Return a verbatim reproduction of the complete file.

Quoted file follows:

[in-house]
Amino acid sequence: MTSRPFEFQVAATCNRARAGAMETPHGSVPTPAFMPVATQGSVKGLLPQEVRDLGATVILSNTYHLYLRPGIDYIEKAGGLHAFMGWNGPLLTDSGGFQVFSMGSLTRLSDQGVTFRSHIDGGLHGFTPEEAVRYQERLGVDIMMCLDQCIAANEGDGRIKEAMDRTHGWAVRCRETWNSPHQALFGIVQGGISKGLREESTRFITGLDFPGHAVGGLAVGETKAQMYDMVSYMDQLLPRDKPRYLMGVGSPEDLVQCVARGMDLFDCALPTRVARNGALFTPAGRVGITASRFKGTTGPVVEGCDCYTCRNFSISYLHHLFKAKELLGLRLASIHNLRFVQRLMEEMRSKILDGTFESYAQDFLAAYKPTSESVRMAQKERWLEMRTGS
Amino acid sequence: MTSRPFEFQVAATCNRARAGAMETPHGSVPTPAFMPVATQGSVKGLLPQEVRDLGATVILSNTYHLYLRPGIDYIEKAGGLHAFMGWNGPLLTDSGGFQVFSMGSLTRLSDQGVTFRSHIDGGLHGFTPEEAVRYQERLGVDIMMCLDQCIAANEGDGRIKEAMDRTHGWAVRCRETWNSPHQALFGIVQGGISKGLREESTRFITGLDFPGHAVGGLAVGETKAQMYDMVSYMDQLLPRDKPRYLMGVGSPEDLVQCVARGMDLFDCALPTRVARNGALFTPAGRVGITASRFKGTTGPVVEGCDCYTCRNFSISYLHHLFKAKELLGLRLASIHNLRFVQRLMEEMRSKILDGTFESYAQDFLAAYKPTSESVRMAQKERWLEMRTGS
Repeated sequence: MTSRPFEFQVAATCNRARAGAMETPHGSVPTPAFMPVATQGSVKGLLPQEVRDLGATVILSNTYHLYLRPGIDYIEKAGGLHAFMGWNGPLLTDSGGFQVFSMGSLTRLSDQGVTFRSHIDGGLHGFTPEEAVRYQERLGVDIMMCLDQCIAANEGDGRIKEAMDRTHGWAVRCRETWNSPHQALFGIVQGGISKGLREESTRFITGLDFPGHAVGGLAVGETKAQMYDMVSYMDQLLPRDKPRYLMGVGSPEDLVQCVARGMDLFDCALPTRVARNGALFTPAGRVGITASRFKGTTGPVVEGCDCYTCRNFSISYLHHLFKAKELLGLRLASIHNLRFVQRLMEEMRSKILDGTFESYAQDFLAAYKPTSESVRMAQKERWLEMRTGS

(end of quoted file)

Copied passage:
[in-house]
Amino acid sequence: MTSRPFEFQVAATCNRARAGAMETPHGSVPTPAFMPVATQGSVKGLLPQEVRDLGATVILSNTYHLYLRPGIDYIEKAGGLHAFMGWNGPLLTDSGGFQVFSMGSLTRLSDQGVTFRSHIDGGLHGFTPEEAVRYQERLGVDIMMCLDQCIAANEGDGRIKEAMDRTHGWAVRCRETWNSPHQALFGIVQGGISKGLREESTRFITGLDFPGHAVGGLAVGETKAQMYDMVSYMDQLLPRDKPRYLMGVGSPEDLVQCVARGMDLFDCALPTRVARNGALFTPAGRVGITASRFKGTTGPVVEGCDCYTCRNFSISYLHHLFKAKELLGLRLASIHNLRFVQRLMEEMRSKILDGTFESYAQDFLAAYKPTSESVRMAQKERWLEMRTGS
Amino acid sequence: MTSRPFEFQVAATCNRARAGAMETPHGSVPTPAFMPVATQGSVKGLLPQEVRDLGATVILSNTYHLYLRPGIDYIEKAGGLHAFMGWNGPLLTDSGGFQVFSMGSLTRLSDQGVTFRSHIDGGLHGFTPEEAVRYQERLGVDIMMCLDQCIAANEGDGRIKEAMDRTHGWAVRCRETWNSPHQALFGIVQGGISKGLREESTRFITGLDFPGHAVGGLAVGETKAQMYDMVSYMDQLLPRDKPRYLMGVGSPEDLVQCVARGMDLFDCALPTRVARNGALFTPAGRVGITASRFKGTTGPVVEGCDCYTCRNFSISYLHHLFKAKELLGLRLASIHNLRFVQRLMEEMRSKILDGTFESYAQDFLAAYKPTSESVRMAQKERWLEMRTGS
Repeated sequence: MTSRPFEFQVAATCNRARAGAMETPHGSVPTPAFMPVATQGSVKGLLPQEVRDLGATVILSNTYHLYLRPGIDYIEKAGGLHAFMGWNGPLLTDSGGFQVFSMGSLTRLSDQGVTFRSHIDGGLHGFTPEEAVRYQERLGVDIMMCLDQCIAANEGDGRIKEAMDRTHGWAVRCRETWNSPHQALFGIVQGGISKGLREESTRFITGLDFPGHAVGGLAVGETKAQMYDMVSYMDQLLPRDKPRYLMGVGSPEDLVQCVARGMDLFDCALPTRVARNGALFTPAGRVGITASRFKGTTGPVVEGCDCYTCRNFSISYLHHLFKAKELLGLRLASIHNLRFVQRLMEEMRSKILDGTFESYAQDFLAAYKPTSESVRMAQKERWLEMRTGS